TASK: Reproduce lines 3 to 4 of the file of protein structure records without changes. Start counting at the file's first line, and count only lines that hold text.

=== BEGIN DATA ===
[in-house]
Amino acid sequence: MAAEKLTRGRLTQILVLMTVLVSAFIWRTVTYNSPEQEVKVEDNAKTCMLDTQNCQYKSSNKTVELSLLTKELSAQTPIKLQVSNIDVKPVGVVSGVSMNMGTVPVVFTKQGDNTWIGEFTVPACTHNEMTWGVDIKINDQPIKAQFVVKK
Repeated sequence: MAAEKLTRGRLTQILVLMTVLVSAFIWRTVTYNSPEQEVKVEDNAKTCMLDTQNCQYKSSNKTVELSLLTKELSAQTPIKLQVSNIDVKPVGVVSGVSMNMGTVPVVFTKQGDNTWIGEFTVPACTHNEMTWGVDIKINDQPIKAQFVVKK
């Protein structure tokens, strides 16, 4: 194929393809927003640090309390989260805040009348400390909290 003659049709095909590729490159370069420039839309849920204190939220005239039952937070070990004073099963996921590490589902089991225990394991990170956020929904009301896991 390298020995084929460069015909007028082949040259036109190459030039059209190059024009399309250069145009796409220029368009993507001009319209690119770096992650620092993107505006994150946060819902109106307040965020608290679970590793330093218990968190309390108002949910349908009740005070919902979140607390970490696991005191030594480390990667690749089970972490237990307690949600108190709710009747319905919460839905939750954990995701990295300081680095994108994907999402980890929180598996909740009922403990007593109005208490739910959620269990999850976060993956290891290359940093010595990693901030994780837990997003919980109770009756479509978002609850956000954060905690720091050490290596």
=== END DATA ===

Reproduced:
Repeated sequence: MAAEKLTRGRLTQILVLMTVLVSAFIWRTVTYNSPEQEVKVEDNAKTCMLDTQNCQYKSSNKTVELSLLTKELSAQTPIKLQVSNIDVKPVGVVSGVSMNMGTVPVVFTKQGDNTWIGEFTVPACTHNEMTWGVDIKINDQPIKAQFVVKK
């Protein structure tokens, strides 16, 4: 194929393809927003640090309390989260805040009348400390909290 003659049709095909590729490159370069420039839309849920204190939220005239039952937070070990004073099963996921590490589902089991225990394991990170956020929904009301896991 390298020995084929460069015909007028082949040259036109190459030039059209190059024009399309250069145009796409220029368009993507001009319209690119770096992650620092993107505006994150946060819902109106307040965020608290679970590793330093218990968190309390108002949910349908009740005070919902979140607390970490696991005191030594480390990667690749089970972490237990307690949600108190709710009747319905919460839905939750954990995701990295300081680095994108994907999402980890929180598996909740009922403990007593109005208490739910959620269990999850976060993956290891290359940093010595990693901030994780837990997003919980109770009756479509978002609850956000954060905690720091050490290596």